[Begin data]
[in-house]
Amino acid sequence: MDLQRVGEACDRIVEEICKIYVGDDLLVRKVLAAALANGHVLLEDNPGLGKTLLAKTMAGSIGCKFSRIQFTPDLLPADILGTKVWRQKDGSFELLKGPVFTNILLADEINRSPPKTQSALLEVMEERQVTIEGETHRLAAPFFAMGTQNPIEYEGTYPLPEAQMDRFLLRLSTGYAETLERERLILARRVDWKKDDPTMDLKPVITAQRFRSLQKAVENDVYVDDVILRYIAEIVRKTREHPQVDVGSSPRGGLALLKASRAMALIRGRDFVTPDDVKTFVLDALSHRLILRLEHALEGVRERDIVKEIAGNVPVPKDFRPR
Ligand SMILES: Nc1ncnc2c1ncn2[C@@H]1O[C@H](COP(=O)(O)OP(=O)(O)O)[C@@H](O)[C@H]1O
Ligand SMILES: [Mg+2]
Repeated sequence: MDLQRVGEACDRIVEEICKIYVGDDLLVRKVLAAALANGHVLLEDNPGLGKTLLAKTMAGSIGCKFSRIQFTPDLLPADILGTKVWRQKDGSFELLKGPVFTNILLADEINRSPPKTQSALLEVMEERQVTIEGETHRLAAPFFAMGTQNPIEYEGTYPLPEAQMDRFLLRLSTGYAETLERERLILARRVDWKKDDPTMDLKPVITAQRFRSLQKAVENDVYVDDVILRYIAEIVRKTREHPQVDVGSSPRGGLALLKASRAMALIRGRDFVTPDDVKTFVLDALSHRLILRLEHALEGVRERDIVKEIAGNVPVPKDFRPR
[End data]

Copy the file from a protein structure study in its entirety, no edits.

[in-house]
Amino acid sequence: MDLQRVGEACDRIVEEICKIYVGDDLLVRKVLAAALANGHVLLEDNPGLGKTLLAKTMAGSIGCKFSRIQFTPDLLPADILGTKVWRQKDGSFELLKGPVFTNILLADEINRSPPKTQSALLEVMEERQVTIEGETHRLAAPFFAMGTQNPIEYEGTYPLPEAQMDRFLLRLSTGYAETLERERLILARRVDWKKDDPTMDLKPVITAQRFRSLQKAVENDVYVDDVILRYIAEIVRKTREHPQVDVGSSPRGGLALLKASRAMALIRGRDFVTPDDVKTFVLDALSHRLILRLEHALEGVRERDIVKEIAGNVPVPKDFRPR
Ligand SMILES: Nc1ncnc2c1ncn2[C@@H]1O[C@H](COP(=O)(O)OP(=O)(O)O)[C@@H](O)[C@H]1O
Ligand SMILES: [Mg+2]
Repeated sequence: MDLQRVGEACDRIVEEICKIYVGDDLLVRKVLAAALANGHVLLEDNPGLGKTLLAKTMAGSIGCKFSRIQFTPDLLPADILGTKVWRQKDGSFELLKGPVFTNILLADEINRSPPKTQSALLEVMEERQVTIEGETHRLAAPFFAMGTQNPIEYEGTYPLPEAQMDRFLLRLSTGYAETLERERLILARRVDWKKDDPTMDLKPVITAQRFRSLQKAVENDVYVDDVILRYIAEIVRKTREHPQVDVGSSPRGGLALLKASRAMALIRGRDFVTPDDVKTFVLDALSHRLILRLEHALEGVRERDIVKEIAGNVPVPKDFRPR